Stéphane Gaborieau interview

Michelin-starred Parisian chef Stéphane Gaborieau shares his French food tips

Michelin-starred Parisian chef Stéphane Gaborieau
Michelin-starred Parisian chef Stéphane Gaborieau
Scallops
Scallops
Pigeon
Pigeon
Red mullet
Red mullet
Morchella
Morchella
Lobster
Lobster
1/6

Dubai boasts some fantastic restaurants, many of which have been established by the biggest names in the industry. The downside of our desert location, however, means nearly all food has to be imported from abroad. But does the fact that much of what we eat has been in transit for at least a couple of days affect the city’s burgeoning culinary scene? Time Out posed this question to chef Stéphane Gaborieau, who visits Dubai on October 3.

‘I don’t honestly think so,’ says Stéphane, who is currently head chef at Michelin-starred Le Pergolèse in Paris. ‘Logistics and transport have become so efficient over the years that you can get anything fresh from anywhere, any time – providing you know the right contacts and suppliers. I heard from Christophe, the executive chef at Dubai’s Al Bustan Rotana, that they have food delivered fresh twice a week from abroad. These days everyone imports, even in France, so I don’t think having it grown locally or buying it from other countries makes that much of a difference to the culinary masterpieces chefs serve.’

Stéphane explains that as long as produce is stored correctly and transported efficiently, there will be negligible difference in taste. However, he points out that baby vegetables such as carrots, fennel and squash travel particularly well, as does (somewhat surprisingly) fish, if packaged, stored and handled correctly. Other well-travelled foods include truffles, fresh and wild mushrooms, and scallops.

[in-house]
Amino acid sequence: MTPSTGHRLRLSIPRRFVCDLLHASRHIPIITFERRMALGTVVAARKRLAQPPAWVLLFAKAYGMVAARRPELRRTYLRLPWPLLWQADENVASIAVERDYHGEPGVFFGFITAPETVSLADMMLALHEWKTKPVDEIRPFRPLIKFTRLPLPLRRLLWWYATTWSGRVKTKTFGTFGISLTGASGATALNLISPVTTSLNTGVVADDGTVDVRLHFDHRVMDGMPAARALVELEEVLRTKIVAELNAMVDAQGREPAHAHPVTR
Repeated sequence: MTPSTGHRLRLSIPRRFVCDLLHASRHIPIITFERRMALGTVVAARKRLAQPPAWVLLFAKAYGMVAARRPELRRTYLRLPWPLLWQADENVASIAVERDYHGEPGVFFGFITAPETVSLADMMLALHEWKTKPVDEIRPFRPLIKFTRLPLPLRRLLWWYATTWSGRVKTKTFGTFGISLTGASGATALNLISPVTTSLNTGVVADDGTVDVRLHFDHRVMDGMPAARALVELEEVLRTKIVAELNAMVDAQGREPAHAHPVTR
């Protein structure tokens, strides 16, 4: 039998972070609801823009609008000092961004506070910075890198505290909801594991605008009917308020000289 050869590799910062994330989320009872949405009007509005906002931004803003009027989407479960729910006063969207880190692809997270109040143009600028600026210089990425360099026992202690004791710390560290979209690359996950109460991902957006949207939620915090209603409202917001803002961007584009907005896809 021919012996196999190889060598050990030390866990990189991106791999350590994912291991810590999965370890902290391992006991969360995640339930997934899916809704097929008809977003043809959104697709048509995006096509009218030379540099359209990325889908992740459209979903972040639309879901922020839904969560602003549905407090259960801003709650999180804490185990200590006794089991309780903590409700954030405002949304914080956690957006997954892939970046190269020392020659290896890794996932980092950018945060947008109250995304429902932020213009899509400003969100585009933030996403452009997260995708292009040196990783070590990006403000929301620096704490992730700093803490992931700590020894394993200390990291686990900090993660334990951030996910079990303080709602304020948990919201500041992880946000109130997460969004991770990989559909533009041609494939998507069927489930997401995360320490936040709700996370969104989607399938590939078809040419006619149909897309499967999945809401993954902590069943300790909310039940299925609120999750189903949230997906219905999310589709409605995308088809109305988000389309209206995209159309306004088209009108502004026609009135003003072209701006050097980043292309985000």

So what can Dubai’s diners expect from Stéphane’s visit? He’ll be demonstrating his culinary expertise at The Rodeo Grill at Al Bustan Rotana from October 3-7, as part of the hotel’s ‘Six Months of Gastronomic Excellence’ programme, which will bring six Michelin-starred chefs to Dubai. He hopes to make his mark with a series of fresh and distinctly flavourful dishes. ‘Food is not just a mere combination of ingredients,’ he says wistfully. ‘It has to be done with great passion – your goal is to translate a strong impressive gastronomic message to each guest that will taste your culinary creation.’ Stéphane will share his culinary techniques at a cooking class on Wednesday October 6 from 10am to noon at Al Bustan Rotana. There is also a gala dinner on Thursday October 7, priced at Dhs495. For details, call 04 282 0000


Seasonal sensations

Stéphane’s pick of the tastiest foods to order in October
Scallops
‘You can get fresh scallops anywhere in France at this time of year, and because of this there are plenty available in Dubai. This is the best time to get scallops, because the flesh tends to be firmer and whiter during this time of the year. I love my scallops pan-fried and mixed with parsnip crew and herb juice, which will make for a very nice entrée.’

Pigeon
‘Pigeon is abundant in France around this time – during autumn, pigeon meat tends to be very soft and tender because of the birds’ age. Anybody can prepare pigeon by roasting it naturally with their favourite spices.’

Red mullet
‘This fish is in season now in the Mediterranean region. It has a very delicate texture, which you can use in any fish dish. I usually sear it and place it on top of a parcel made of aubergine and mozzarella cheese.’

Morchella
‘Morels or morchella (wild mushrooms) grow abundantly in France’s forests during autumn. This mushroom is very versatile; you can toss it in any dish for a distinct flavour, or you can pan-fry it with a little salted butter and top it with farm-fresh poached egg, tangy parmesan cream and crispy pomme paille (potatoes) for a really nice treat.’

Lobster
‘Lobsters are fantastic at this time of year, especially those from Brittany and the Middle East – I’ve heard Omani lobsters are very good. Nothing can beat baked lobster, eaten with home-made crusty bread topped with baby vegetables and olive spread.’

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